Trump’s trump card: Blue-state Republicans

Even as Don­ald Trump holds com­mand­ing leads in pres­id­en­tial polling, I’ve main­tained that an es­tab­lish­ment can­did­ate still has the in­side track to win­ning the nom­in­a­tion. As my Cook Polit­ic­al Re­port col­league Dav­id Wasser­man out­lined, the rules of the game are de­signed to fa­vor the suc­cess of more-mod­er­ate can­did­ates. If Trump or Ted Cruz wins the early-state con­tests, the pro­por­tion­al rules of al­loc­at­ing del­eg­ates will pre­vent either from run­ning up the score. And the win­ner-take all rules for many of the more mod­er­ate “blue” states on March 15 and bey­ond should fa­vor a more prag­mat­ic Re­pub­lic­an down the stretch—at least on pa­per.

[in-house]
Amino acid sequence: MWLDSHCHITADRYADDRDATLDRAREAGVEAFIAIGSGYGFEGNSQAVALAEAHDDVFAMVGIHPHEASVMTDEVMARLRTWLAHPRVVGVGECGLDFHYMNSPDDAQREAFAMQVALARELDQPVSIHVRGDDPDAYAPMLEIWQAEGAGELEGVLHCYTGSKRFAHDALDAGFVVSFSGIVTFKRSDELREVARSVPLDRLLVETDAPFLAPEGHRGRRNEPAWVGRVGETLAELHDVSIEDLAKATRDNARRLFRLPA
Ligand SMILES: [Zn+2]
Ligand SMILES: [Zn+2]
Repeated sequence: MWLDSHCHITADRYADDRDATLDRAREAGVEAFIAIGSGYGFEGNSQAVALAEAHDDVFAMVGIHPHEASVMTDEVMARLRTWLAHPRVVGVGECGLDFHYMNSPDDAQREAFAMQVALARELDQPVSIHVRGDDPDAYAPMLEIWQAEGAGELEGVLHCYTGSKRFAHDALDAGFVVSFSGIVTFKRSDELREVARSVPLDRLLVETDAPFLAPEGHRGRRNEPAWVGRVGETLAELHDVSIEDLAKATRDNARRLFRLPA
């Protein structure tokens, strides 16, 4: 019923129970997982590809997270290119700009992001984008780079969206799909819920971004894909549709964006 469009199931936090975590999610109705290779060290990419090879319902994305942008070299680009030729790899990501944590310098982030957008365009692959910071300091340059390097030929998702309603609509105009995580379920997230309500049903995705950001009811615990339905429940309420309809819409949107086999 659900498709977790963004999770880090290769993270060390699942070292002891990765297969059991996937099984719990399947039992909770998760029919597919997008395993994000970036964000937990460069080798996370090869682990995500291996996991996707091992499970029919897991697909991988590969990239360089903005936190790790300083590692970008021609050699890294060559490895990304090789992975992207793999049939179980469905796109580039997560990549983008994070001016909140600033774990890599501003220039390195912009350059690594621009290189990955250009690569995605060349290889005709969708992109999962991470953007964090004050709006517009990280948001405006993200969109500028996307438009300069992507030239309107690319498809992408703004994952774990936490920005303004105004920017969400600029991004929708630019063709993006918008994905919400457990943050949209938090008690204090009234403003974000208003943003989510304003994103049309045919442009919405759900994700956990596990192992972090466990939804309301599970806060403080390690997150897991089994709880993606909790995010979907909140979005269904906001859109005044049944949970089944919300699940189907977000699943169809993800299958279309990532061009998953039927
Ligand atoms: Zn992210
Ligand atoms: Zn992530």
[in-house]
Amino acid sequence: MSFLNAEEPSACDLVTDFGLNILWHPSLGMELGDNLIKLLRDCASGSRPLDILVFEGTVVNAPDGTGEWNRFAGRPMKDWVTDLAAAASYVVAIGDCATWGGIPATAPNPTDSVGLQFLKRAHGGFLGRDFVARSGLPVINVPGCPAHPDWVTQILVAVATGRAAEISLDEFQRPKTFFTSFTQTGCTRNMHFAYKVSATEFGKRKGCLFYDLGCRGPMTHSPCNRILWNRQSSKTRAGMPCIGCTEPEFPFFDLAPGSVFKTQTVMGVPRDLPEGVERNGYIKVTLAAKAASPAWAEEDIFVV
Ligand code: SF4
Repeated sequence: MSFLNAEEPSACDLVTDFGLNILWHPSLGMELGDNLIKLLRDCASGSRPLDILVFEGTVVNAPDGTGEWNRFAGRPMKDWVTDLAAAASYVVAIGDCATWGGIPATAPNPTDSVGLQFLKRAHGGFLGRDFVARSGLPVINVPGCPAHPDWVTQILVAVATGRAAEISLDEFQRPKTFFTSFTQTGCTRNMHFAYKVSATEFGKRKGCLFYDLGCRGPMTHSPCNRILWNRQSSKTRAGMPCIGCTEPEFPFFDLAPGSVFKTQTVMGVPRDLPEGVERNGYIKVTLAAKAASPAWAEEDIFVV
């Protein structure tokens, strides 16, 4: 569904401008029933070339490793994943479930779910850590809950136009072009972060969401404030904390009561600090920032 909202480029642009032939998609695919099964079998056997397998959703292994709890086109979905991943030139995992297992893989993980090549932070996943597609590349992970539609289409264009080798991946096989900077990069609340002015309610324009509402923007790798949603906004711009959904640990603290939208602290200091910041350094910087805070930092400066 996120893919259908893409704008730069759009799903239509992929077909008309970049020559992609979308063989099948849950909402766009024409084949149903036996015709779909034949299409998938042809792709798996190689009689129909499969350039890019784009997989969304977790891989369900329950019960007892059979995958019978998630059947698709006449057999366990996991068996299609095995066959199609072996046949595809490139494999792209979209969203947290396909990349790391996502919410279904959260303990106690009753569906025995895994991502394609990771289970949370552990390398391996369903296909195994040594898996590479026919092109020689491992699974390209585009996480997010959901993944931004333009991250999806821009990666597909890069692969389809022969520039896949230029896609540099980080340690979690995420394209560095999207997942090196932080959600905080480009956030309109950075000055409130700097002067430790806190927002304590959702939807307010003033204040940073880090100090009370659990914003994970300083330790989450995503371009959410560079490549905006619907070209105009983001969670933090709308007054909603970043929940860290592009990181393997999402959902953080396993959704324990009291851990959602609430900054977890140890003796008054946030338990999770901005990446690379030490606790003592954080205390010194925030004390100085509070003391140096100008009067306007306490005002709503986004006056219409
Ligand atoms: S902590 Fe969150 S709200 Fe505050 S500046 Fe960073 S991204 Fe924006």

But these cal­cu­la­tions are based on a premise that I’m hav­ing a bit more trouble ac­cept­ing these days—that blue-state Re­pub­lic­ans are more likely to sup­port the es­tab­lish­ment can­did­ate than their red-state coun­ter­parts. It’s an es­pe­cially shaky as­sump­tion to make with Trump, giv­en the polit­ic­al ped­i­gree of his strongest sup­port­ers. To put it an­oth­er way, many of Trump’s sup­port­ers are self-de­scribed mod­er­ates and view him as the more cent­rist can­did­ate. (Based on his his­tory of hold­ing lib­er­al po­s­i­tions and past dona­tions to prom­in­ent Demo­crats, they have a point.)